8.(1) A student enrolled in an undergraduate degree course at UWA may apply to transfer into this course if they satisfy the following conditions:
(a) the student has not commenced their final semester of enrolment;
(b) the course transfer is undertaken within the specified transfer windows in each academic year;
(c) there are no quotas preventing the student from enrolling in a major or unit in which the student seeks to enrol; and
(2) the student has completed a minimum of 24 points of study in their current course and achieved a WAM of at least 70
(3) the student has successfully completed Mathematics Methods ATAR, or MATH1721 Mathematics Foundations: Methods, or equivalent as recognised by UWA, CITS1401 Computational Thinking with Python and CITS1001 Software Engineering with Java, or equivalent as recognised by UWA.
9.(1) An integrated Honours Degree Course consists of 192 credit points (normally 32 units), comprising:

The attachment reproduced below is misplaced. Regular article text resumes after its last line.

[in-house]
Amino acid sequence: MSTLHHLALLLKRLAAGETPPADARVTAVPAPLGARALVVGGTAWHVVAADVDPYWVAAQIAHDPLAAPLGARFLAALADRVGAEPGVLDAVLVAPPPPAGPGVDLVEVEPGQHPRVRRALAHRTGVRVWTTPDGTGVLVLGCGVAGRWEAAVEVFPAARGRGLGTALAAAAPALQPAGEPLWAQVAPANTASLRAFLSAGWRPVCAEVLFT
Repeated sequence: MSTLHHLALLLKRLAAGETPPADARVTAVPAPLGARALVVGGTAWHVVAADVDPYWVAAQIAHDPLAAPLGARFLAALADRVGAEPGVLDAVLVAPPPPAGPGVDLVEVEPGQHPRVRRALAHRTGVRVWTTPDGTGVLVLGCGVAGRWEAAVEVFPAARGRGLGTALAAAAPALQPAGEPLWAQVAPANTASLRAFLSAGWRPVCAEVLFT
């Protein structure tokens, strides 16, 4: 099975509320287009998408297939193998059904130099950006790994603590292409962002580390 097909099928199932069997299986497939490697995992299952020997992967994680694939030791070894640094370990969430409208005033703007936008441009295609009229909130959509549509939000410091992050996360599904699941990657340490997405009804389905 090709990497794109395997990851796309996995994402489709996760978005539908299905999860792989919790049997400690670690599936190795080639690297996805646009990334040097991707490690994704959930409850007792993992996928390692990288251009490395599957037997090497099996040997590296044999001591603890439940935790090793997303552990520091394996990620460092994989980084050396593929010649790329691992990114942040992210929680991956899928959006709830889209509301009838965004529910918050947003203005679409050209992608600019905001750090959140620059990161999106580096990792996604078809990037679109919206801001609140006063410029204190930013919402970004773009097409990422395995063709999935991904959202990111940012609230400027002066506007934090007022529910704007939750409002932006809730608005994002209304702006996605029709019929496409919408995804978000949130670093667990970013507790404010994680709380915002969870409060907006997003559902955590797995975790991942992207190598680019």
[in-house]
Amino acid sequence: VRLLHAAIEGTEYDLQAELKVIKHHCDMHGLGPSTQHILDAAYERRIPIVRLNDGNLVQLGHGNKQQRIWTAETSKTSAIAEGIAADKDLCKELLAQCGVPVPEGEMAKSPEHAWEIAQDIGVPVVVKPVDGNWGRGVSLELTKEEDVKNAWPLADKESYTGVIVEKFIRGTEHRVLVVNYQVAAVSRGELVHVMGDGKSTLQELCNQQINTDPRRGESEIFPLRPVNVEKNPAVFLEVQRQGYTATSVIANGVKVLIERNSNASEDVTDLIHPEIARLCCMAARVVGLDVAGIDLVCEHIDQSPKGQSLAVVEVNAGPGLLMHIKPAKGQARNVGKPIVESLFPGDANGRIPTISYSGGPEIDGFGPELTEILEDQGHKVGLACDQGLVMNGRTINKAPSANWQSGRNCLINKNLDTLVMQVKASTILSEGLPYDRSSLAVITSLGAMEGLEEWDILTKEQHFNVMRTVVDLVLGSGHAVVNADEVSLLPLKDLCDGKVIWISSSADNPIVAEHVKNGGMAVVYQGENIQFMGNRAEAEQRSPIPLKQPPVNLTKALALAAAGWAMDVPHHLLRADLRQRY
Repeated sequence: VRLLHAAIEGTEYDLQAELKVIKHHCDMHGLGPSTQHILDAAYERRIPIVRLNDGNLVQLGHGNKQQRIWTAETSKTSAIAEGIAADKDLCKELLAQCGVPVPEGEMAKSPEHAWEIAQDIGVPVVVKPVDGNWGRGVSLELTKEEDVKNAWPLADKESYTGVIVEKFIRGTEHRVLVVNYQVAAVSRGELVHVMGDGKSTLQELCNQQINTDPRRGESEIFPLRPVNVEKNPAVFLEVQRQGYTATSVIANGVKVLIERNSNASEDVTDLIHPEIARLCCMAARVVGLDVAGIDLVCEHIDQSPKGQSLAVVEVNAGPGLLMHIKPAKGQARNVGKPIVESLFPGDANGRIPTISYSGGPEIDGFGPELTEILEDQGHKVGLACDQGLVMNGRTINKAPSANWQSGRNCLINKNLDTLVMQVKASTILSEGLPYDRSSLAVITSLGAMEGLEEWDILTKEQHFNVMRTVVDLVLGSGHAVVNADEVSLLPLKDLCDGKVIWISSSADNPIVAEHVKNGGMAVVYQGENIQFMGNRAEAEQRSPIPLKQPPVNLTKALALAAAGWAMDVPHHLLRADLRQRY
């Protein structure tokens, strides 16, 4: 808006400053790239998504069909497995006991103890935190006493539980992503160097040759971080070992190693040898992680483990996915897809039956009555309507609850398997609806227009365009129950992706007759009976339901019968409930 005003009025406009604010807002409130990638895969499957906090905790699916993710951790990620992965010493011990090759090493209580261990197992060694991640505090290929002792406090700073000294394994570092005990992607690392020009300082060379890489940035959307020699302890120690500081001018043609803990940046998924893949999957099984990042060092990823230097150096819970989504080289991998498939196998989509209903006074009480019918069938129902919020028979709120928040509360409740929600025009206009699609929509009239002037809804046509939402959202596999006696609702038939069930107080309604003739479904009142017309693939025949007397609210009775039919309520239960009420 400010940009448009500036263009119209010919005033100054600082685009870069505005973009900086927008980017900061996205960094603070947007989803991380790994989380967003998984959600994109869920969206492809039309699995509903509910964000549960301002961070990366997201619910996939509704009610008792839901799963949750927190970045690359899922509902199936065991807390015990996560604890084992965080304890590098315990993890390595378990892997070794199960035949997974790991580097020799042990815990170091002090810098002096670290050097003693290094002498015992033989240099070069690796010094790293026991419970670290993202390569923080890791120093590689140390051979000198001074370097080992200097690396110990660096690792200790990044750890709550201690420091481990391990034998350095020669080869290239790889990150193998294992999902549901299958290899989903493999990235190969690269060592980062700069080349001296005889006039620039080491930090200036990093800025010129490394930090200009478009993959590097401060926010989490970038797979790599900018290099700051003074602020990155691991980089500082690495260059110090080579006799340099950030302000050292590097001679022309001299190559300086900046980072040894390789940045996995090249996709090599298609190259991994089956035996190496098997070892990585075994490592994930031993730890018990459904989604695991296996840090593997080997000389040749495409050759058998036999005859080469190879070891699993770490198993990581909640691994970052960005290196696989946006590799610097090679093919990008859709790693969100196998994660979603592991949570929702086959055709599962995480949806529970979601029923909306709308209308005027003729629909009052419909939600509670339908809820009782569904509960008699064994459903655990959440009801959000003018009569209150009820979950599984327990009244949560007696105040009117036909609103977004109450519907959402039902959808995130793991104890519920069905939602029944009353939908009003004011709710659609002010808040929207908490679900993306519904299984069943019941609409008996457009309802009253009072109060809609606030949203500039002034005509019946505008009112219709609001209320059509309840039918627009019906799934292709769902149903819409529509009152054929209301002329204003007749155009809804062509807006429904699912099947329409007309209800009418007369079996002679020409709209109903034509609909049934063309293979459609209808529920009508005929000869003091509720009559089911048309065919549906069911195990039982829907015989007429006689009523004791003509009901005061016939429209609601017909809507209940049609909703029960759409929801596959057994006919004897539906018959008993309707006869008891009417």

(a) 144 credit points (normally 24 units) of an undergraduate component, including:
(i) no more than 72 credit points (normally 12 units) at Level 1; and
(ii) at least 72 credit points (normally 12 units) at Level 2 and Level 3, including at least 18 credit points (normally 3 units) at Level 3; and
(iii) at least 24 credit points (normally 4 units) outside the student's degree-specific major to provide breadth of study; and
(iv) a degree-specific major chosen from the list below:
(1) MJD-ARIDM Artificial Intelligence
(2) MJD-CDSDM Computing and Data Science
(3) MJD-ICYDM International Cybersecurity
(v) any relevant foundation units.
(b) 48 credit points (normally 8 units) of an Honours component, including:
(i) at least 24 credit points (normally 4 units) at Level 4 and Level 5; and
(ii) at least 24 credit points (normally 4 units) of Dissertation or equivalent units at Level 4 and/or Level 5; and
(iii) at least 12 credit points (normally 2 units) of the 48 credit points are undertaken at Level 4.
(2) Students may choose to undertake an additional major and/or up to two minors from any undergraduate degree, provided the student will be able to complete all nominated majors and minors within 192 credit points.
10.(1) To make satisfactory progress a student must pass units to a point value greater than half the total value of units in which they remain enrolled after the final date for withdrawal without academic penalty.